“What makes a good slider is the break and how much you can make it look like a fastball,” explained Al Leiter, a baseball operations adviser for the New York Mets and analyst for MLB Network during the World Series.

“It doesn’t pop out of your hand and go up; it comes out of your hand like a fastball,” Leiter said in an interview. “There’s no popping up. If a pitcher doesn’t have really good acceleration through his arm speed, the ball pops out of his hand, letting the hitter see it a little sooner.”

“And if you’re going to be a starter,” Leiter added, “you need two pitches at varying speeds that break.”

One of those breaking pitches will be a curveball and the other will probably be a slider. This season, in fact, has seen the most sliders thrown, as a percentage of overall pitches, of any season since 2002, the first year data is available. That increase came almost exclusively at the expense of fastballs. And 2019 was the fifth straight year that baseball’s percentage of sliders increased.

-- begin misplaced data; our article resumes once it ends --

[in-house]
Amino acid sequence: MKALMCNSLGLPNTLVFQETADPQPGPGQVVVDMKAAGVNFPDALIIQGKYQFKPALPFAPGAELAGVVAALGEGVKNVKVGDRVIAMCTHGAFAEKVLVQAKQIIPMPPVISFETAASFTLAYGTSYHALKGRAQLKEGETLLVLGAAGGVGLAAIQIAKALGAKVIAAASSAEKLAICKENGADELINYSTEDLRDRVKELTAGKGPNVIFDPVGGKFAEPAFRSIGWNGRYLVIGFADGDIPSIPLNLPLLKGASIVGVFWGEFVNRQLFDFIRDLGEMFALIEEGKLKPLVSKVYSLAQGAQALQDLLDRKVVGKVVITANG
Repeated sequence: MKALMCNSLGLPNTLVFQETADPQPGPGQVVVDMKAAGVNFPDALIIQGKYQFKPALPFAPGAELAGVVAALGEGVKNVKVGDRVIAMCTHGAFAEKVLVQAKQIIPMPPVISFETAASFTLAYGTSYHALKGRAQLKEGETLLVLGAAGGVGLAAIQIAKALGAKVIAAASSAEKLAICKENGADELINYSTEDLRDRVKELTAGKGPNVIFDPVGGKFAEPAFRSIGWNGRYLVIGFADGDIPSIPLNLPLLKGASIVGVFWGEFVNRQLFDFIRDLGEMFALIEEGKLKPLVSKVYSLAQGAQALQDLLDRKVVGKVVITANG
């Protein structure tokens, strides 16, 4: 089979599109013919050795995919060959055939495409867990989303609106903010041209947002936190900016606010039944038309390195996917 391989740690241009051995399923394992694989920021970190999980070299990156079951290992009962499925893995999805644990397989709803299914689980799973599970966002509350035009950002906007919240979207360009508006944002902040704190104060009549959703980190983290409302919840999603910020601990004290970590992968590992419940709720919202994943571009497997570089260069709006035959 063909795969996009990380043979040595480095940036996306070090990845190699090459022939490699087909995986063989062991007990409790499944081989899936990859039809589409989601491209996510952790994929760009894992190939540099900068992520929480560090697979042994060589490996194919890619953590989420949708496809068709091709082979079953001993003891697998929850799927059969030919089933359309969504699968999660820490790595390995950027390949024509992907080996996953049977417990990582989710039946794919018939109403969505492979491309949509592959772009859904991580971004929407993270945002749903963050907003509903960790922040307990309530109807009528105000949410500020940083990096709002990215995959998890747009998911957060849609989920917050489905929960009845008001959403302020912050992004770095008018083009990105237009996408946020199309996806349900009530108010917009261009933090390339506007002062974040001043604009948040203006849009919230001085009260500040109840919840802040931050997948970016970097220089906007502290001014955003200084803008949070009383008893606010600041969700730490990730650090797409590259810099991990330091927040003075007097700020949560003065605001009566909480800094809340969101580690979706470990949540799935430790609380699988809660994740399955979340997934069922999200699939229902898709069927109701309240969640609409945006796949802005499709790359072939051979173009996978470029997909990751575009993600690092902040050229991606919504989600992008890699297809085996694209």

Scherzer, Washington’s Game 1 starter, delivers one of the filthiest sliders in baseball. The Nationals’ ace has amazing control with the pitch and will regularly use it against right-handed batters, whether he is ahead or behind in the count. Scherzer elicited swinging strikes on more than 50 percent of his sliders, by far the highest percentage of any of his pitches. And thanks to a nearly 10-mph difference in average velocity between his four-seam fastball (95 mph) and slider (86 mph), he also caused batters to swing and miss at that breaking ball 28 percent of the time.

Overall, batters are hitting just .159 against Scherzer’s slider this season, with 69 strikeouts in 164 at-bats ending on the pitch. Scherzer’s slider saved the Nationals almost four runs per 100 pitches thrown in 2019, the second-most runs saved on sliders of any qualified starter who threw at least 500 sliders.